The opening ceremony

Friday, May 31st, 2002

So we're off to a flyer! Excitement, quality, controversy and an unexpectedly enjoyable result. The France-Senegal game? Yes, but the same could be said of the opening ceremony.

First and foremost, Sepp Blatter got the bird, which was hugely enjoyable. FIFA's head wonk got up to bore the assembled company with the usual platitudes, but instead of the bored but respectful silence to which he is accustomed, there were catcalls and whistling. Super.

One slight initial disappointment to the uninitiated Western viewer was the quiet, reserved dignity of both the host nations' national anthems. One of the most enjoyable aspects of international sporting events is the extraordinary bombast, drum rolls and par-parpery of unknown anthems, but sadly both were very humdrum. We'll have to wait for the South Americans to get going. The ceremony itself was based on various worthy-sounding themes about communication, unity and other such guff that probably sounded like a good idea at the time. It was, to be honest, rather difficult to follow, even with a TV commentator gamely reading out his script.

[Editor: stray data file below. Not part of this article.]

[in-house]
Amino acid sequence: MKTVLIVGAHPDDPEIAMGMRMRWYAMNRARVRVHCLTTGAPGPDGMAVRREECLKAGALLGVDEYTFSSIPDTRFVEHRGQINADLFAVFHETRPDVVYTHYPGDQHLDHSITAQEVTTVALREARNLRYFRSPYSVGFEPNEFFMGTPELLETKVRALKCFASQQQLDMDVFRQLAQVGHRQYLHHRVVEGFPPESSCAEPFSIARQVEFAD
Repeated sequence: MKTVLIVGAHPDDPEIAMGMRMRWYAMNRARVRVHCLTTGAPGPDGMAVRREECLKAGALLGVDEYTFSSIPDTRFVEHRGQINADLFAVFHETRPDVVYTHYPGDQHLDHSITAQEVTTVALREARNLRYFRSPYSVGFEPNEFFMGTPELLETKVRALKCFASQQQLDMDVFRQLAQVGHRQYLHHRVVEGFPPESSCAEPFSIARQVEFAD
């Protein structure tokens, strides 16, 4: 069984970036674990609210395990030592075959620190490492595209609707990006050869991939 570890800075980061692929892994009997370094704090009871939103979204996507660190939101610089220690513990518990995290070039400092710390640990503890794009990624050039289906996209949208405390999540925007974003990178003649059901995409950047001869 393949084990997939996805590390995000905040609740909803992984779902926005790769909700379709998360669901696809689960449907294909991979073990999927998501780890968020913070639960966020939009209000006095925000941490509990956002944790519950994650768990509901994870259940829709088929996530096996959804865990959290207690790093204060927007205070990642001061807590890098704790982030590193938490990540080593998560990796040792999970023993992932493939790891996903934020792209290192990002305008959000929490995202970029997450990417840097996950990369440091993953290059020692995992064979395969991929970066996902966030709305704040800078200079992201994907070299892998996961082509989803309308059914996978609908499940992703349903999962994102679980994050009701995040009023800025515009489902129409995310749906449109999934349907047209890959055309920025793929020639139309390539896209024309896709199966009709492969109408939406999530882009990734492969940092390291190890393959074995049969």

But let's not worry too much about that dance symbolising the synthesis of energy, ancient understanding and the colour mauve or whatever it was. It looked absolutely fantastic.

There were all pretty girls doing dances in costumes. There were people dressed as sort of Teletubbies with TV screens in their heads. There was a fifty-foot high bell that went 'bong'. There were rows and rows of people doing perfectly coordinated dances. It was genuinely fab. All the dancers and participants looked like they had practiced again and again and again. Which they had, for the show had been in rehearsal for three years! It cost a whopping 10 million Korean Won. That's 124 million Vietnamese Dong.

The climax came after a video thing of some children (cute variety, all nationalities) who – hey! - were having problems communicating with one another. The solution, obviously, was to make some little paper boats that they blew in the air.

Then, as if by magic, 32 (one for each country, see?) giant sort of Concorde-shaped boaty-plane things entered the arena, borne by lots of people dressed like Daft Punk. Then, two halves of what looked like a giant painted grapefruit were rejoined together. This made some fireworks go off, and it was all over.

Remarkable. And very good indeed.